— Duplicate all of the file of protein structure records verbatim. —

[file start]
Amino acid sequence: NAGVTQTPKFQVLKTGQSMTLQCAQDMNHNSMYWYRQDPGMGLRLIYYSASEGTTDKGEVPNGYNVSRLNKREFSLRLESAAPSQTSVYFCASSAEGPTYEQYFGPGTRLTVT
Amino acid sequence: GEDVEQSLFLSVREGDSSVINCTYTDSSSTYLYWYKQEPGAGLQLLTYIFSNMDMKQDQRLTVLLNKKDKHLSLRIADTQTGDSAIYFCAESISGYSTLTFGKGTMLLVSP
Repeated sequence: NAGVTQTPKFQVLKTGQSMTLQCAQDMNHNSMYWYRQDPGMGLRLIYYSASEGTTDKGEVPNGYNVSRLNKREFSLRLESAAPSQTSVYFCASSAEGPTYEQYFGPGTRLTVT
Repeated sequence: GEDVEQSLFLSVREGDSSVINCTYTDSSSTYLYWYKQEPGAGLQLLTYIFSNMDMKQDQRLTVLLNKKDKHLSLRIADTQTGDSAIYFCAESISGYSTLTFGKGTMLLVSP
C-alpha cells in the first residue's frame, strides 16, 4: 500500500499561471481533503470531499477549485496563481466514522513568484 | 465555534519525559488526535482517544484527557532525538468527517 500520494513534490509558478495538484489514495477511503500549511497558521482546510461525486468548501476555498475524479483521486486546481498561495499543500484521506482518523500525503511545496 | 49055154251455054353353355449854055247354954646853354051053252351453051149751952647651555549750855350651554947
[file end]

Amino acid sequence: NAGVTQTPKFQVLKTGQSMTLQCAQDMNHNSMYWYRQDPGMGLRLIYYSASEGTTDKGEVPNGYNVSRLNKREFSLRLESAAPSQTSVYFCASSAEGPTYEQYFGPGTRLTVT
Amino acid sequence: GEDVEQSLFLSVREGDSSVINCTYTDSSSTYLYWYKQEPGAGLQLLTYIFSNMDMKQDQRLTVLLNKKDKHLSLRIADTQTGDSAIYFCAESISGYSTLTFGKGTMLLVSP
Repeated sequence: NAGVTQTPKFQVLKTGQSMTLQCAQDMNHNSMYWYRQDPGMGLRLIYYSASEGTTDKGEVPNGYNVSRLNKREFSLRLESAAPSQTSVYFCASSAEGPTYEQYFGPGTRLTVT
Repeated sequence: GEDVEQSLFLSVREGDSSVINCTYTDSSSTYLYWYKQEPGAGLQLLTYIFSNMDMKQDQRLTVLLNKKDKHLSLRIADTQTGDSAIYFCAESISGYSTLTFGKGTMLLVSP
C-alpha cells in the first residue's frame, strides 16, 4: 500500500499561471481533503470531499477549485496563481466514522513568484 | 465555534519525559488526535482517544484527557532525538468527517 500520494513534490509558478495538484489514495477511503500549511497558521482546510461525486468548501476555498475524479483521486486546481498561495499543500484521506482518523500525503511545496 | 49055154251455054353353355449854055247354954646853354051053252351453051149751952647651555549750855350651554947